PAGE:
Project Angel Heart’s Dining Out For Life could have been a casualty of the COVID-19 restaurant closures, but instead, the Denver-based nonprofit made a tweak to its annual April fundraiser: Since we can’t actually dine out this year, Project Angel Heart has swapped “out” for “in,” giving us all the social distancing-friendly Dining In For Life. So, on April 30, you can support Project Angel Heart, which prepares and delivers medically tailored meals to people living with HIV/AIDS, cancer, and heart disease, from the comfort of your own home.

That’s not the only change made to this year’s event. Participating restaurants, which typically donate 25 percent of sales for the day to the cause, won’t be asked to donate a dime this time around. Since local restaurants are struggling, Project Angel Heart wants to take a turn giving back to partner establishments by encouraging us all to order takeout or delivery—and all the profits stay with the restaurants. “We won’t be asking restaurants to donate a percentage of sales as we usually do,” says Amy Daly, director of marketing and communications for Project Angel Heart. “We just want to send love and some extra business their way, while encouraging community members to donate online to support Project Angel Heart’s home-delivered meal program.”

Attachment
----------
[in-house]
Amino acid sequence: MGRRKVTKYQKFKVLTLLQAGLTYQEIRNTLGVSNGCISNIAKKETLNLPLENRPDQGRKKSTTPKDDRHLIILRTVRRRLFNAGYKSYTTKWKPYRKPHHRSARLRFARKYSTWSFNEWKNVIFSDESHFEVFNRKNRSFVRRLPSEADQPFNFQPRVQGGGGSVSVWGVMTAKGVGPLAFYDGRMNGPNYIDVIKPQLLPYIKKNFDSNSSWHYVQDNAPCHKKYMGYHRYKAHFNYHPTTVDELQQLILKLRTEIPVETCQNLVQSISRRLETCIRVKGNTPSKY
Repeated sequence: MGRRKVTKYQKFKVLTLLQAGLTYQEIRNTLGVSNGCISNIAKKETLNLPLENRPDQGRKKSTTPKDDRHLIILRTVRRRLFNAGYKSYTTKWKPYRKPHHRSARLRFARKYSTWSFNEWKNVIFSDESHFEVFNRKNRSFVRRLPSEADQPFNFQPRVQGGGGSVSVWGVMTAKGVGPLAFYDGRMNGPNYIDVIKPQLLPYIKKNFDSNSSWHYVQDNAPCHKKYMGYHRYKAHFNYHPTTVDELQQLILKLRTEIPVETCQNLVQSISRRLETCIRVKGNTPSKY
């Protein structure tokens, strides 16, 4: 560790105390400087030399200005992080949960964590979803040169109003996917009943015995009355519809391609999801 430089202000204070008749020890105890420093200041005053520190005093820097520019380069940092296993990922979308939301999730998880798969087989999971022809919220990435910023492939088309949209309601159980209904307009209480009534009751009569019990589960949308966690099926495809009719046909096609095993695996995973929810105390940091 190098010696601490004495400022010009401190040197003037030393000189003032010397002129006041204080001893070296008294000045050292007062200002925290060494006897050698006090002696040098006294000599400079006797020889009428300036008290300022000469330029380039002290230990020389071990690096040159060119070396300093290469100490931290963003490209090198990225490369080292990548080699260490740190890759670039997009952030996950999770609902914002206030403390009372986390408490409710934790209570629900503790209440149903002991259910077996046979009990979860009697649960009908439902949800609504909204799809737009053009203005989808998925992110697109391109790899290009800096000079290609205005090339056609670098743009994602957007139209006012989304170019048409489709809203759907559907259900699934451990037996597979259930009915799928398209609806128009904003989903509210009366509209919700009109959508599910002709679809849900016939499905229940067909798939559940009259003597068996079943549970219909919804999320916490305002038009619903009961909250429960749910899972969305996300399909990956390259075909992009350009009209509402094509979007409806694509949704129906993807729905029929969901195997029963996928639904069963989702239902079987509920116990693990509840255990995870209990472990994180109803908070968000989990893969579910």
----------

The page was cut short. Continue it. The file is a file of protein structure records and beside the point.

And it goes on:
Here’s how to participate in the Dining In work-around: Order takeout or delivery on April 30 from one of Project Angel Heart’s restaurant partners. (You could cook for yourself, but that’s less fun and doesn’t accomplish the double-giving benefit of helping both restaurants and people in need of Project Angel Heart’s meals.) You can donate anytime to—the organization is entirely dependent upon personal contributions—but April 30 is when the real camaraderie happens. Then, spread the fun by hosting a virtual dinner party and/or posting on social media using the hashtag #DiningINForLife.

This event is Project Angel Heart’s largest fundraiser of the year—last year’s Dining Out For Life raised $360,000—and 1,200 homebound Coloradans (due to disease; not stay-at-home orders) count on the organization’s meals each week. Especially now, when it’s unsafe for many to go to grocery stores because of compromised immune systems, recipients are more reliant upon Project Angel Heart’s nutritious meal deliveries than ever. So, if you can, give generously and eat in.

“This is the first time in 26 years we won’t be dining out for Dining Out For Life, so we hope everyone will rally around the idea of dining in,” Daly says.

Allyson Reedy
Allyson Reedy
Allyson Reedy is a freelance writer and ice cream fanatic living in Broomfield.